by Tina Sendin August 18, 2020
Gout is a kind of arthritis that is characterized by an inflammation of the joints. Those suffering from gout describe the attacks as sharp and severe, accompanied by sore, swollen joints. 
Usually happening at night and lasting in the next 3-10 days, gout attacks are typically associated with uric acid – especially when there’s too much of it in the blood. Most patients get these attacks because their system cannot get rid of the extra uric acid well.  Gout happens when uric acid piles up in crystals and settles in the joints, causing all the swelling and soreness. 
Uric acid has a lot to do with gout attacks.
That’s because when your system breaks down this chemical called “purine,” it produces uric acid. The body gets rid of uric acid when you pee.
Purine may already be found in your body, but in the food you eat as well. This is why some patients suffer from gout attacks because of genetics (excess purine in the system or the body can’t efficiently break it down), or when they eat food that contains purine that’s too much for their body to break down.
While not a cure altogether, a gout diet may bring down uric acid levels in the bloodstream and make gout attacks less likely to happen.
Note, however, that a gout diet may not completely eliminate gout and medication may still be needed to complement it.
A gout diet may sound like a hard thing to take on, but when you think about these guiding principles, it will start to sound like it’s very doable!
Given these guiding principles, here’s a list of food that you can eat under a gout diet:
Given what we’ve just talked about, you may want to steer clear of high-purine foods altogether, specifically those with over 200 mg for every 3.5 ounces (100 grams). 
If you feel like doing more and are so committed to getting rid of gout, here are some additional things you could do aside from eating properly:
Excess weight can trigger gout attacks, since being overweight is often associated to insulin resistance. When the body can’t use insulin to get rid of sugar from the blood, it leads to an increase in uric acid levels. [11, 12] However, avoid crash diet as it tends to be counter-productive. Eating as little as you could leads to abrupt weight loss, which according to studies also triggers gout attacks. [13, 14, 15]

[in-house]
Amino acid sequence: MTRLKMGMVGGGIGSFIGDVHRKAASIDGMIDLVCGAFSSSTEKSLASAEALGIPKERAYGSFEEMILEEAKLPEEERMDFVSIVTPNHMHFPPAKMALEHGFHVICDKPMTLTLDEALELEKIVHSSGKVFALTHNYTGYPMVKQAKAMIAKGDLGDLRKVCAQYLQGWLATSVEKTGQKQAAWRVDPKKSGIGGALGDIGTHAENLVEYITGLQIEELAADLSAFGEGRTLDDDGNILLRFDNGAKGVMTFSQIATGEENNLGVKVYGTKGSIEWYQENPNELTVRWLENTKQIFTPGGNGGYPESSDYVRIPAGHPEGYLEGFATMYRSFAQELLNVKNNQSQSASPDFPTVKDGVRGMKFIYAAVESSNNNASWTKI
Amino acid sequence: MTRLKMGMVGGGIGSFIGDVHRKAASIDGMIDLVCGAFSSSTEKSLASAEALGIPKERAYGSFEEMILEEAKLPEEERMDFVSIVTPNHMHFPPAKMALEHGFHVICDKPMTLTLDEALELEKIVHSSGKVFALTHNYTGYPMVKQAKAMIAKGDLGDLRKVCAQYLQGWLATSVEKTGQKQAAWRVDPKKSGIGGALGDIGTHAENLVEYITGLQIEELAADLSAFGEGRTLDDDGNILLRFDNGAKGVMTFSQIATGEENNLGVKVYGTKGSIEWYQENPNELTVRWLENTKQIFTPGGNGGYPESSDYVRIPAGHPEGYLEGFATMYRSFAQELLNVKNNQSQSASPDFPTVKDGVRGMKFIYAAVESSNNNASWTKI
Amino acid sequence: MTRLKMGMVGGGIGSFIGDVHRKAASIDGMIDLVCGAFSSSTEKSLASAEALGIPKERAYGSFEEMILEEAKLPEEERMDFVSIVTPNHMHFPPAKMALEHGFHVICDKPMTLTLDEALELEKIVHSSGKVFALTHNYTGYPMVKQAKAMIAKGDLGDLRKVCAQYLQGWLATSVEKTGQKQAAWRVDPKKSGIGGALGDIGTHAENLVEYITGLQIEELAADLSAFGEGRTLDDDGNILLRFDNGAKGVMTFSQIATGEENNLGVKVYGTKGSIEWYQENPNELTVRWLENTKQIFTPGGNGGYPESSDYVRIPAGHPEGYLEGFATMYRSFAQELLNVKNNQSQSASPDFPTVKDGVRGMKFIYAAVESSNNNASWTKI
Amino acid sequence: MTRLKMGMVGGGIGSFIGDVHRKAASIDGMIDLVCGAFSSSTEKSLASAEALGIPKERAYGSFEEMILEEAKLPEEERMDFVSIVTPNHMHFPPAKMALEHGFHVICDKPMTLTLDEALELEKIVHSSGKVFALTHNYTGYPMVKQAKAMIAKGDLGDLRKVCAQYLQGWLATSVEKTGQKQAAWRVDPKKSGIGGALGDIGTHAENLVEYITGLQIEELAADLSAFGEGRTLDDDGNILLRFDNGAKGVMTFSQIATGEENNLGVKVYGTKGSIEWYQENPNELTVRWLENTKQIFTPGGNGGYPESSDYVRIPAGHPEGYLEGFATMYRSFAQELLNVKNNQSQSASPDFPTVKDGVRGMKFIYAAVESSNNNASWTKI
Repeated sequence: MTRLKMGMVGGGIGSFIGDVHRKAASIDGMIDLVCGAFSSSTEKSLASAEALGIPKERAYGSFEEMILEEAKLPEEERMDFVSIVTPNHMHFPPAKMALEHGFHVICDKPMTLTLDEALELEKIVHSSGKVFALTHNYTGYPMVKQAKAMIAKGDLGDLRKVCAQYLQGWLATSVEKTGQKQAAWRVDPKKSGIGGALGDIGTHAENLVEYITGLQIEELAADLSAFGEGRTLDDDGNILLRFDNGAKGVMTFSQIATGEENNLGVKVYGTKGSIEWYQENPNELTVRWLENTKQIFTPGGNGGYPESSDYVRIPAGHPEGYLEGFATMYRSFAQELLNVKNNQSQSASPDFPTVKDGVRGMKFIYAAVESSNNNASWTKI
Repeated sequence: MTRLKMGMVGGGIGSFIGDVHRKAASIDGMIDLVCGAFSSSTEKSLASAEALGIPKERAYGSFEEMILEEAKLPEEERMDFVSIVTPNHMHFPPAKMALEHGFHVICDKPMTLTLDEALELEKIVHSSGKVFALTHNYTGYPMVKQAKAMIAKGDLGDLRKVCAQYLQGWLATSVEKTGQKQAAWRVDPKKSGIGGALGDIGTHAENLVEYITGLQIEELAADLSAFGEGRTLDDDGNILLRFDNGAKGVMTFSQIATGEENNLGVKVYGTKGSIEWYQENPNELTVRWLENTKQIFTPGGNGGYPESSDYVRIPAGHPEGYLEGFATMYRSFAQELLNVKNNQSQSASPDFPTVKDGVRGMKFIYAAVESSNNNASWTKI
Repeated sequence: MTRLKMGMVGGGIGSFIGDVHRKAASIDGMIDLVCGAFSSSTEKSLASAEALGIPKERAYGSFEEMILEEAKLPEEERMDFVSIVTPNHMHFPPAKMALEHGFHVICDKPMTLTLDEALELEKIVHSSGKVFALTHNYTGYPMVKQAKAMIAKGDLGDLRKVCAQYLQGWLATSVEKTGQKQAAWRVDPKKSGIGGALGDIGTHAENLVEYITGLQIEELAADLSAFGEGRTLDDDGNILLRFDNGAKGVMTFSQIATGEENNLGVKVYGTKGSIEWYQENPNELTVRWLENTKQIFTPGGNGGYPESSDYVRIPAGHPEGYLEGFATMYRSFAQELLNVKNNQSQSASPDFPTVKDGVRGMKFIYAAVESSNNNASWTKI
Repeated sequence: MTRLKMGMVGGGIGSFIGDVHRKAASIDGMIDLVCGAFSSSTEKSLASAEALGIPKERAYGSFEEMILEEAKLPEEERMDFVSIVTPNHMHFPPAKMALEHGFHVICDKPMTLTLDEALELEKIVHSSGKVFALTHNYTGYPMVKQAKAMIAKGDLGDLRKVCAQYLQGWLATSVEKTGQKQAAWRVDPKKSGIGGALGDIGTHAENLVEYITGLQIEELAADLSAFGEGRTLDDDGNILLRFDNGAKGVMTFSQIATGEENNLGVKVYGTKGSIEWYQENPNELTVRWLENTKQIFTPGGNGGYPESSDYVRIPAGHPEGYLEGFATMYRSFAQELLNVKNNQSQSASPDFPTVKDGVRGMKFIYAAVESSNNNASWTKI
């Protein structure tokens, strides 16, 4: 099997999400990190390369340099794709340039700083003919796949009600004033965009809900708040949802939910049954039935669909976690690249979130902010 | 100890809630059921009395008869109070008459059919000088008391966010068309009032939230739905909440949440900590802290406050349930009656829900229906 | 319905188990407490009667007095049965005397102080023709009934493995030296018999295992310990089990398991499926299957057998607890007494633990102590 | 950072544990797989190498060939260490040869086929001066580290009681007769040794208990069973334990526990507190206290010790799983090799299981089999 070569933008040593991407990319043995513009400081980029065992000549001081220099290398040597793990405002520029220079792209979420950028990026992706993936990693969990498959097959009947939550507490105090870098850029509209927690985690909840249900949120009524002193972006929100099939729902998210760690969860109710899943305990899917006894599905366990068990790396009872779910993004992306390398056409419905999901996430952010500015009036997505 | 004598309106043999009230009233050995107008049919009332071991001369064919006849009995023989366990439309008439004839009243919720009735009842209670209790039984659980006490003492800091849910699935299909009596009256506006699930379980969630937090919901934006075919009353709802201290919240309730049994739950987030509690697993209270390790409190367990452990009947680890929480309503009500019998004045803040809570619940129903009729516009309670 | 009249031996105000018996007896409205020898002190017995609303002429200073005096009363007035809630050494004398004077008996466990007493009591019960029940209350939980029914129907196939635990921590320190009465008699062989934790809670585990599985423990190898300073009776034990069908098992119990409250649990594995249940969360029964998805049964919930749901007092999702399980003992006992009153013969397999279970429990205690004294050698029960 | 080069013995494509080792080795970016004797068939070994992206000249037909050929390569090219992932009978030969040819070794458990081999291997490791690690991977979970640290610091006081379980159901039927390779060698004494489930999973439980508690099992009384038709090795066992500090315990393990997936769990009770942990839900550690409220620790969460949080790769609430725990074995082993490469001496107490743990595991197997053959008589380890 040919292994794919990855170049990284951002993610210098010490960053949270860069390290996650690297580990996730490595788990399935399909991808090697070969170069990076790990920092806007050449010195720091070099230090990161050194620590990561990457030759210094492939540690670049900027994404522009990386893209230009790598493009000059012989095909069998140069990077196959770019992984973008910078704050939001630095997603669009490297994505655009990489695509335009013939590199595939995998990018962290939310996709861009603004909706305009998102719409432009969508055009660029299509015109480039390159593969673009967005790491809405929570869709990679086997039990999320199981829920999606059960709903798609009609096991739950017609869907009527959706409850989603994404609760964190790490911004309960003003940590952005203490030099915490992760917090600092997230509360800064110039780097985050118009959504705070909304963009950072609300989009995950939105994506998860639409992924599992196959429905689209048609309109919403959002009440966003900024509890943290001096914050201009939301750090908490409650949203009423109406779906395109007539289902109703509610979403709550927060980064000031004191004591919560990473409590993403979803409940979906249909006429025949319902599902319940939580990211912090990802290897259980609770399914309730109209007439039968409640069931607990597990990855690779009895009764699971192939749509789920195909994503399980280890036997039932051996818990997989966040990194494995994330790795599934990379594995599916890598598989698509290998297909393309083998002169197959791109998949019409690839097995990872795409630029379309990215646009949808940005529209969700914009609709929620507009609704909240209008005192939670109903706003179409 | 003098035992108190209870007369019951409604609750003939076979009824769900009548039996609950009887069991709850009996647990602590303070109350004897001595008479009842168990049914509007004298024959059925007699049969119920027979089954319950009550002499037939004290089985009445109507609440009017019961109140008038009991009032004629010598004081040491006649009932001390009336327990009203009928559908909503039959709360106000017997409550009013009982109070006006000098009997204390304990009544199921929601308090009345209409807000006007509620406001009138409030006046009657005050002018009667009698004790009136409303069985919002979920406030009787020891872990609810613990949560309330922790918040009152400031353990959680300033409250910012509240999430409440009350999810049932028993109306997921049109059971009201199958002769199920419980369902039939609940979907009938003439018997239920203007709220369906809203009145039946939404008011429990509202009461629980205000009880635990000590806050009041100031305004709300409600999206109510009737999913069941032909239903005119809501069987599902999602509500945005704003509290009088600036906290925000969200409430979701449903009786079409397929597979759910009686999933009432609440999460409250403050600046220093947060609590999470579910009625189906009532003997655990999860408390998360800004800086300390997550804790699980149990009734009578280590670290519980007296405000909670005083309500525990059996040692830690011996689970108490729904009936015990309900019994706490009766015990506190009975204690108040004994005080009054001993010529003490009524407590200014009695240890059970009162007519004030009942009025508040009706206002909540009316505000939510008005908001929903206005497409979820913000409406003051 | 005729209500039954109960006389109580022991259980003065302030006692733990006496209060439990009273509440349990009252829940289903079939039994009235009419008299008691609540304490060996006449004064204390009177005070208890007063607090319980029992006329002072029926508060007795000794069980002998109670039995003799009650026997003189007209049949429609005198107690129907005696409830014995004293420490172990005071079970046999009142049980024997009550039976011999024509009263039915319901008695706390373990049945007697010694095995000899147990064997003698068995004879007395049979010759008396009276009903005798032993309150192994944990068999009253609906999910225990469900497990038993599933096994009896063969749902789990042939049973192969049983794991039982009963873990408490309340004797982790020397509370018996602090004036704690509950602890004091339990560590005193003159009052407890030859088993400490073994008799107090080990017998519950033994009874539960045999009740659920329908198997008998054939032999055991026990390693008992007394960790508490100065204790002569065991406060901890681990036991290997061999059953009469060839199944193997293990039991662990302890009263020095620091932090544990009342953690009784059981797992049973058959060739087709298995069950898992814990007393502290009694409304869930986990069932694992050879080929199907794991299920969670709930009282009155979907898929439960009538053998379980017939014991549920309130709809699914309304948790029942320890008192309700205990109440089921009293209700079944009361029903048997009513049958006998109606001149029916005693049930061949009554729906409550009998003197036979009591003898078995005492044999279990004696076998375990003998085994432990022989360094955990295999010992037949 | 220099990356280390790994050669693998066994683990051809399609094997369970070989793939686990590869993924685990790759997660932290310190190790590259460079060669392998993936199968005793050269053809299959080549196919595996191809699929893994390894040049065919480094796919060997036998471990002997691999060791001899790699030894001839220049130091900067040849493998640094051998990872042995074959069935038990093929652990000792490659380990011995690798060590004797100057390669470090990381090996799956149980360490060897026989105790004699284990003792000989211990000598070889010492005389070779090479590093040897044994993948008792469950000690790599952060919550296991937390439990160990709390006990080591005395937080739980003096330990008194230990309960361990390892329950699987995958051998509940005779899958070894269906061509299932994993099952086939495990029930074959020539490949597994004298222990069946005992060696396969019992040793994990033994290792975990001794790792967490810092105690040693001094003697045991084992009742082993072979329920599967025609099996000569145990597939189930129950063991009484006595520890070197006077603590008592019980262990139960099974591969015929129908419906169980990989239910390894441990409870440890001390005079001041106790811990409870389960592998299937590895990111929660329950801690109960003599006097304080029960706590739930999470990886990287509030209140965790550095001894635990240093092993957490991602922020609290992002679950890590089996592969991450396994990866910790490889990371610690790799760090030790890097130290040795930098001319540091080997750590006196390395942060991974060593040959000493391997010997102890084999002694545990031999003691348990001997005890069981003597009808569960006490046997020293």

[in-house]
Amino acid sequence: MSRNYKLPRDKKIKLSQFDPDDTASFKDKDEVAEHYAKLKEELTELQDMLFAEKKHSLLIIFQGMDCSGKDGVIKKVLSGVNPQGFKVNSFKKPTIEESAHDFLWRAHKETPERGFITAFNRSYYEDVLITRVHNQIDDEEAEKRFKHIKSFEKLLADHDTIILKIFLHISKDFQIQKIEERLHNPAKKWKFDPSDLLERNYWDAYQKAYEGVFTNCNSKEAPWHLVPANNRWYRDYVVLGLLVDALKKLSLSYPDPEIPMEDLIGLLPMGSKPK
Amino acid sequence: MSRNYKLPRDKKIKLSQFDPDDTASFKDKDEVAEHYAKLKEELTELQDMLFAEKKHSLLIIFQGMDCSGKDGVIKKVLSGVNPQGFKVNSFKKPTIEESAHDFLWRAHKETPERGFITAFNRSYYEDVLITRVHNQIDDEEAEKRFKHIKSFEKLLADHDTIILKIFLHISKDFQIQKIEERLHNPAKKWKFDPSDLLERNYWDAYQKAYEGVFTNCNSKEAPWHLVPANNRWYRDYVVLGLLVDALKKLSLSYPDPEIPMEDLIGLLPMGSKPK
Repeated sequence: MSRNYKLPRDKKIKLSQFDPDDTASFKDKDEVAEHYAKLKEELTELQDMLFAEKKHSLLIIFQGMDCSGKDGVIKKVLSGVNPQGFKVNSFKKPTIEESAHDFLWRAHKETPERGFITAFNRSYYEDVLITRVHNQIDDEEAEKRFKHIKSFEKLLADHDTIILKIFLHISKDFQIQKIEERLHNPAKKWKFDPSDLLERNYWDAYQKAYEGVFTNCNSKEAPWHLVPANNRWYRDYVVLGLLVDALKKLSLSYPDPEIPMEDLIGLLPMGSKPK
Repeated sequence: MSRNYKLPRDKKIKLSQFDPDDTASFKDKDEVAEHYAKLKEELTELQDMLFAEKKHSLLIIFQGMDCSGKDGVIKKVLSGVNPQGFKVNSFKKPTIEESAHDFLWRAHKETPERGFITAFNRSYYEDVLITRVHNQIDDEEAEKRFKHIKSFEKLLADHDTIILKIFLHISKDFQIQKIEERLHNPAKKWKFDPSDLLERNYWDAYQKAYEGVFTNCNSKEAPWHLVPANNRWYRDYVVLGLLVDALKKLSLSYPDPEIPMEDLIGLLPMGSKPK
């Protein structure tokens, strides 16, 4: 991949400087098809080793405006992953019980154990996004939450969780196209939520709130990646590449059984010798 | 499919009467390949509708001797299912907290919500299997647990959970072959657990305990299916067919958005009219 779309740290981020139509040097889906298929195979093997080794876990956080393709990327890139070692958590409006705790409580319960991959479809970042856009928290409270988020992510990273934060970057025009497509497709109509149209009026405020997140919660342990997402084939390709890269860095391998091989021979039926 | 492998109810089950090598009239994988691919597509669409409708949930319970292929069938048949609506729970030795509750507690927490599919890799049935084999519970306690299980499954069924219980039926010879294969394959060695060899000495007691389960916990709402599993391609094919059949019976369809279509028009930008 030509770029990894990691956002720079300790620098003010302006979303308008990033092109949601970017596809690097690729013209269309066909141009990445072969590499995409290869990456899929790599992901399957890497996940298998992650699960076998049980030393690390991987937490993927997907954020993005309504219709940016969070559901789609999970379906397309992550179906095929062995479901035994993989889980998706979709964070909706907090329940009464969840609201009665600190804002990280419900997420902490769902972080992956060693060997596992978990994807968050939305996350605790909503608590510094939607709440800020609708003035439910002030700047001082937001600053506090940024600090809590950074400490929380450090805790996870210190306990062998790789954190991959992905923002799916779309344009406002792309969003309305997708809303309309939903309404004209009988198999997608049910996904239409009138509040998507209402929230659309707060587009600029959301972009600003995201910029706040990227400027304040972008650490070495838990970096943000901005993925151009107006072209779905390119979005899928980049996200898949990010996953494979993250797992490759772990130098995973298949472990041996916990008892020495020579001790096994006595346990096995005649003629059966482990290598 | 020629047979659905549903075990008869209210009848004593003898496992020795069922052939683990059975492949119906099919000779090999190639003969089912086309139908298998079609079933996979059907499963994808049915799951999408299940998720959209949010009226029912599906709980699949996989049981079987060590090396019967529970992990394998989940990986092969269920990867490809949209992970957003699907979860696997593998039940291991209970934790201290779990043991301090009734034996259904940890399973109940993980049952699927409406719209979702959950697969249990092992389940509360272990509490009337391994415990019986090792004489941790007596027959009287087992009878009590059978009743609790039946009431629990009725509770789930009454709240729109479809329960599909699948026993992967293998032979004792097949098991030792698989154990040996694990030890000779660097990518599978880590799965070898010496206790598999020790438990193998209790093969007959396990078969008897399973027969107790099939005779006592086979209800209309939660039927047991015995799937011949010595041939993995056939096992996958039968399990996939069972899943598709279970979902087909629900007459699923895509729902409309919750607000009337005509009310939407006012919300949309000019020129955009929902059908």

If you must lose weight, why not do more workouts? Studies show that exercise reduces uric acid levels. 
Given that Vitamin C and cherry extracts help reduce uric acid levels, consider taking supplements to gain more of these vitamins. VALI Organic Tart Cherry Extract has an advanced anti-inflammatory blend to help protect against swelling and gout. In fact, user reviews rave about how it can help get rid of stiff joints and inflammation. Buy it on our website here or on Amazon.com here.
by Tina Sendin March 02, 2021
Women nearing their mid-40s are most likely aware of one imminent thing: menopause. Some have a tough time because of symptoms (read: hot flushes, heavier or lighter period, mood swings).
But while these symptoms may sound unpleasant, good news is that they’re highly treatable through medications, therapies, home remedies, and lifestyle changes.
by Tina Sendin February 04, 2021
by Tina Sendin January 28, 2021
It’s key to prioritize sleep and make sure that you’re clocking enough hours. Sleeplessness has adverse effects that could impact your everyday life and long-term wellness (more of this later), so it’s key to understand the important role sleep plays in your general health.
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